- The Pursuit of Pleasure: Drugs and Stimulants in Iranian History, 1500-1900
Over the past couple of decades, though there have been a number of good historical studies of drugs and stimulants, many of these have focused on Europe and America. Furthermore, in the case of Iranian cultural history, where the consumption of drugs has come under academic scrutiny, this has often been in terms of the role of intoxication as a poetic metaphor. Rudi Mathee, whose previous work includes a study of the silk trade in Safavid Iran, has now contributed a fascinating and detailed study of the actual consumption of psychoactive substances in Iran in the sixteenth to nineteenth centuries. In addition to the wealth of factual information [End Page 664] that he has unearthed, he also explores the complex history of tensions between the religious ideals of Iranian society and its not infrequently intoxicated reality.
The book is organized through separate chronological studies of the various substances. Mathee first discusses the period of Safavid rule, from 1500 to 1800, looking in turn at wine, opium, tobacco, and coffee, and he then considers the same subjects during the Qajar period of the nineteenth century while introducing a new substance: tea. Fortunately for the nonspecialist reader, Mathee provides at the outset a clear introduction to the somewhat complicated history of Iran in these centuries.
Mathee's treatment of alcohol illustrates many of the important issues in the book. The drinking of wine has a very ancient history in Iran: the elite would consume it in large quantities at decadent royal banquets from pre-Islamic times through the Safavid period—indeed, drinking alcohol was predominantly an elite activity during the whole period covered by the book. Though alcohol is prohibited by Islam, the secular rulers remained generally free to enjoy this traditional pleasure, interrupted occasionally by a series of prohibitions that had only a limited effect: notably, during such a ban on alcohol, the royal cellars would merely be locked up, not destroyed. The religious clerics were duty-bound to call for public order, and as the power of the clerics grew during the Safavid period, lavish public displays of intoxication became tainted with guilt. Ultimately, in the Qajar period, the royal drinking session was replaced by a royal food festival; nevertheless, the elite continued to enjoy private drinking, and the consumption of alcohol even took on a role as a statement of resistance to intolerant religious authorities.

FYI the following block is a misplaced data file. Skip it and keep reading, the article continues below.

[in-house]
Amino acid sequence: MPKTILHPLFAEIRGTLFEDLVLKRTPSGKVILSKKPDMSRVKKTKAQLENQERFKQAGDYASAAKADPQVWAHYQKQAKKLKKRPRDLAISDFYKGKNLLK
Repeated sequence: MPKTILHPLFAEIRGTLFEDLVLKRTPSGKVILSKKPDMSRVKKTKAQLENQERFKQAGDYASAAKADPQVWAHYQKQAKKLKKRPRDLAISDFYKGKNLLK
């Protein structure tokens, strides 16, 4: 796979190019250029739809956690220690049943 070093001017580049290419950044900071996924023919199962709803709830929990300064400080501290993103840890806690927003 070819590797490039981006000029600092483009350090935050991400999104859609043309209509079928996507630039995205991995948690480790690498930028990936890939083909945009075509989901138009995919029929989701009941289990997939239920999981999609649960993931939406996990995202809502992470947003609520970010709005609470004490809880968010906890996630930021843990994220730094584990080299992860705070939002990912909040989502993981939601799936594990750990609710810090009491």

Mathee shows that opium has quite a different history. Free from negative religious connotations, and quite affordable—it was the "hashish of the poor"—the consumption of opium was widespread in all parts of society by the Safavid period, generally in the form of a daily pill. The later Qajar period saw a huge increase in the more sociable activity of smoking. With the resulting surge in addiction, opium became a significant social problem, and the parallel increase in land devoted to the cultivation of opium contributed to the famine of 1870.
The histories of tobacco, coffee, and tea are equally revealing. It appears, for example, that, after the Iberian peninsula, Iran was one of the first Old World regions in which the consumption of tobacco became commonplace.
Mathee's method is novel: in his confident, copious, yet sensitive use of contemporary Western accounts of Iran, he moves beyond a cautious attitude of scholarship that tends to examine these materials with an exclusive goal of investigating the mind of the Orientalist. Mathee repeatedly illustrates the tension between the ideal and the reality of society, the public and the private face of drugs and stimulants. He argues that this tension reflects the nature of Islam as a communal religion of outward conformity. His book constitutes a seminal mine of information, as well as a subtle and complex analysis of society, religion, economics, and the consumption of psychoactive substances in a non-Western context.